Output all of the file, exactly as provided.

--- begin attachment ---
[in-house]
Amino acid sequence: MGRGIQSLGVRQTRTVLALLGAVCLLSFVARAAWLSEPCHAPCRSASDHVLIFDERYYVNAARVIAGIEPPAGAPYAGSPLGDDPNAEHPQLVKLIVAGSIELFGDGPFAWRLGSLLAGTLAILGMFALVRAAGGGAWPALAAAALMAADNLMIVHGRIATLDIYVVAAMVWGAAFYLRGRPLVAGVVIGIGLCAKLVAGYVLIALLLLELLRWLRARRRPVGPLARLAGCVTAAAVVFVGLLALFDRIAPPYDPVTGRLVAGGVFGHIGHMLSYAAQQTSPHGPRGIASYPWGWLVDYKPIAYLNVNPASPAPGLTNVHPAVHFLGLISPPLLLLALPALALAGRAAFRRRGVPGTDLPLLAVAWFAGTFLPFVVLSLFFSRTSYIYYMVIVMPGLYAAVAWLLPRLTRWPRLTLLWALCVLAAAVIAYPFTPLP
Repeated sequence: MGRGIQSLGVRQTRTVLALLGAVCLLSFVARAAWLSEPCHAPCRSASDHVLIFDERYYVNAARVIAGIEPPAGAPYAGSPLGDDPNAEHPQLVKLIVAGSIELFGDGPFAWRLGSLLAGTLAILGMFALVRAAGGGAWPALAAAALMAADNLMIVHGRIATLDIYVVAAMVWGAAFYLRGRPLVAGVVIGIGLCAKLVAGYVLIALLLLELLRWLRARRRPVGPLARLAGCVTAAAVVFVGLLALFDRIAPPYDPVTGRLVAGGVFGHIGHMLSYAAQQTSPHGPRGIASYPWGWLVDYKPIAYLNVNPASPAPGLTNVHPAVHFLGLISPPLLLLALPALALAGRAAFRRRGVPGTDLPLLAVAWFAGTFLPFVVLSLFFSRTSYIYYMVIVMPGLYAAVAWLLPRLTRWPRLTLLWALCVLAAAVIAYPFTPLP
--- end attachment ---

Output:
[in-house]
Amino acid sequence: MGRGIQSLGVRQTRTVLALLGAVCLLSFVARAAWLSEPCHAPCRSASDHVLIFDERYYVNAARVIAGIEPPAGAPYAGSPLGDDPNAEHPQLVKLIVAGSIELFGDGPFAWRLGSLLAGTLAILGMFALVRAAGGGAWPALAAAALMAADNLMIVHGRIATLDIYVVAAMVWGAAFYLRGRPLVAGVVIGIGLCAKLVAGYVLIALLLLELLRWLRARRRPVGPLARLAGCVTAAAVVFVGLLALFDRIAPPYDPVTGRLVAGGVFGHIGHMLSYAAQQTSPHGPRGIASYPWGWLVDYKPIAYLNVNPASPAPGLTNVHPAVHFLGLISPPLLLLALPALALAGRAAFRRRGVPGTDLPLLAVAWFAGTFLPFVVLSLFFSRTSYIYYMVIVMPGLYAAVAWLLPRLTRWPRLTLLWALCVLAAAVIAYPFTPLP
Repeated sequence: MGRGIQSLGVRQTRTVLALLGAVCLLSFVARAAWLSEPCHAPCRSASDHVLIFDERYYVNAARVIAGIEPPAGAPYAGSPLGDDPNAEHPQLVKLIVAGSIELFGDGPFAWRLGSLLAGTLAILGMFALVRAAGGGAWPALAAAALMAADNLMIVHGRIATLDIYVVAAMVWGAAFYLRGRPLVAGVVIGIGLCAKLVAGYVLIALLLLELLRWLRARRRPVGPLARLAGCVTAAAVVFVGLLALFDRIAPPYDPVTGRLVAGGVFGHIGHMLSYAAQQTSPHGPRGIASYPWGWLVDYKPIAYLNVNPASPAPGLTNVHPAVHFLGLISPPLLLLALPALALAGRAAFRRRGVPGTDLPLLAVAWFAGTFLPFVVLSLFFSRTSYIYYMVIVMPGLYAAVAWLLPRLTRWPRLTLLWALCVLAAAVIAYPFTPLP